Energy companies can start to build up a picture of energy requirements according to the long range weather forecast or planned events globally or locally. Previously these things may have been considered, but the data needed to model and calculate them wasn’t available.

As mentioned previously, analysis is only part of the intelligent system. An output or decision is required to make it a truly intelligent system. For example, using both the weather forecast and other users' distributed sensors to track a cold front across a city would allow a user’s heating system to automatically increase its output slightly to pre-empt the change in weather and save energy by not trying to heat a much cooler building. The opposite may occur if a rise in external temperature is detected, heating systems can taper down their output as the warm weather approaches.

While these systems are becoming more common in our homes, they are also being introduced into our cities.

Smart monitoring of lighting systems has been in place in many cities for a number of years. Some are more smart than others, ranging from the least intelligent time-based schemes such as dimming of lights between midnight and 5am, all the way up to motion activated lighting, detecting both vehicles and pedestrians, increasing lighting levels according to the amount of human and automotive activity. Many of these systems are also a bi-directional. Information is fed back to the local councils on not only the energy usage of the lights, but also running temperatures, lamp failures, overall running time and many other variables. This information can then be used to assist in preventative maintenance or respond faster to lamp failures and other unplanned maintenance events. Lighting systems already have an established network of power connections which makes it much easier to add some form of data network over the top, either wired or wireless.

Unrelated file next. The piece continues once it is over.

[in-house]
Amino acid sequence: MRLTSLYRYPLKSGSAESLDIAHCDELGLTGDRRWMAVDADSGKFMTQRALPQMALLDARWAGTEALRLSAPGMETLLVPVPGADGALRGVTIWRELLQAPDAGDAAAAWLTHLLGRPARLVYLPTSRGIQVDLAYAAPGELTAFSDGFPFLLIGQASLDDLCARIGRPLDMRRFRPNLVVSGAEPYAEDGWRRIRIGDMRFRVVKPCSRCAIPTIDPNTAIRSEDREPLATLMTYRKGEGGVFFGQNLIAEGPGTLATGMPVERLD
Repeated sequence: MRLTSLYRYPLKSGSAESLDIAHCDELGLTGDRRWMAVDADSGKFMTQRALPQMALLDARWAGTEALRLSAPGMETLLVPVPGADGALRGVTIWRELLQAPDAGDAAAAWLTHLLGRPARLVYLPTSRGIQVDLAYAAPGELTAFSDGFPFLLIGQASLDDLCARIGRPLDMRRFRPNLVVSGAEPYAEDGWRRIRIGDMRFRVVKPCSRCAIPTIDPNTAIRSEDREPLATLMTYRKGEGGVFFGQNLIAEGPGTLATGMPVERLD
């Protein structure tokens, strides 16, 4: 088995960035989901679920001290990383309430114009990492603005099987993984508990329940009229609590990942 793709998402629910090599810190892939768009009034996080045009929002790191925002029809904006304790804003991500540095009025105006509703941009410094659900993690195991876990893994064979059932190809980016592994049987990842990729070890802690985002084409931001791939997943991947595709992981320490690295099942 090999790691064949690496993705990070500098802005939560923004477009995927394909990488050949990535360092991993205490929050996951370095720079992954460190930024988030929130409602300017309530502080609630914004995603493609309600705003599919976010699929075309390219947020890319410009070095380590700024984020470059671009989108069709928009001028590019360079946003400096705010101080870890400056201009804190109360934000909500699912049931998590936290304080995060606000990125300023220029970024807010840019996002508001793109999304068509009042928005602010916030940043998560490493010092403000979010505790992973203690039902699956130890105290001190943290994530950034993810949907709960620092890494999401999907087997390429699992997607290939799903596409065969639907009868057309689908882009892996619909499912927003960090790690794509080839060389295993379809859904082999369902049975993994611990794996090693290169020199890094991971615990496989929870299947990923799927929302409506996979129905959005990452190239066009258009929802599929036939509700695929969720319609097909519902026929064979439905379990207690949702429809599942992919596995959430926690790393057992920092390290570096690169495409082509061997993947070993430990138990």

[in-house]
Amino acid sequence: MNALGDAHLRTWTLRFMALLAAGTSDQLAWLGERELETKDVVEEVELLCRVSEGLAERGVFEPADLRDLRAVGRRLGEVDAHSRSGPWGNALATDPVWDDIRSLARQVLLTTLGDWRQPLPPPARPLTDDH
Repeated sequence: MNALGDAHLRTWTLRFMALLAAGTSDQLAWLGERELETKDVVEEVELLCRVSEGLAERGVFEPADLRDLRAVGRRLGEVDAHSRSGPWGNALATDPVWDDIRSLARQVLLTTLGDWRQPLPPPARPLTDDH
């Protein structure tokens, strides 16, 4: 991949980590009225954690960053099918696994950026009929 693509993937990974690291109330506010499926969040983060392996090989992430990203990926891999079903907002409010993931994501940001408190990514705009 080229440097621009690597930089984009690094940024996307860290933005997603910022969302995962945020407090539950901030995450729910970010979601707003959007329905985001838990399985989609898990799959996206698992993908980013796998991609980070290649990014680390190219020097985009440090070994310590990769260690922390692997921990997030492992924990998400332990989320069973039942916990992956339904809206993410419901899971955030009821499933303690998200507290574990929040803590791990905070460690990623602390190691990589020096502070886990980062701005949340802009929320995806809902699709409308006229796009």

The use of intelligent systems within cities is also expanding to new areas. Many smart city schemes are trialling schemes using a vast array of sensors across the city. Some measure environmental air quality, temperatures and many other factors to build up a better picture of micro climates within the city. This enables planners to investigate ways to improve their inhabitant’s quality of life.

An example of a very simple but effective scheme in Pisa, Italy, involves sensors embedded in parking spaces across the city, helping to guide people to free spaces faster. This directly reduces traffic problems and stress levels in visitors, resulting in a direct improvement in the wellbeing of both visitors and inhabitants of the city.


Some schemes don’t even need sensors and rely on crowd sourced data. Users utilise their mobile phones, already bristling with sensors and directly connected to the internet, to collect the necessary data.

These types of schemes will only get bigger, more accurate and more comprehensive as both the number of sensors and volume of data increases, but also as the processing power and capacity of servers increases, allowing data to be shared and analysed faster.

The future of the smart city is a very exciting prospect, allowing highly efficient use of all its resources, energy, water and social environments.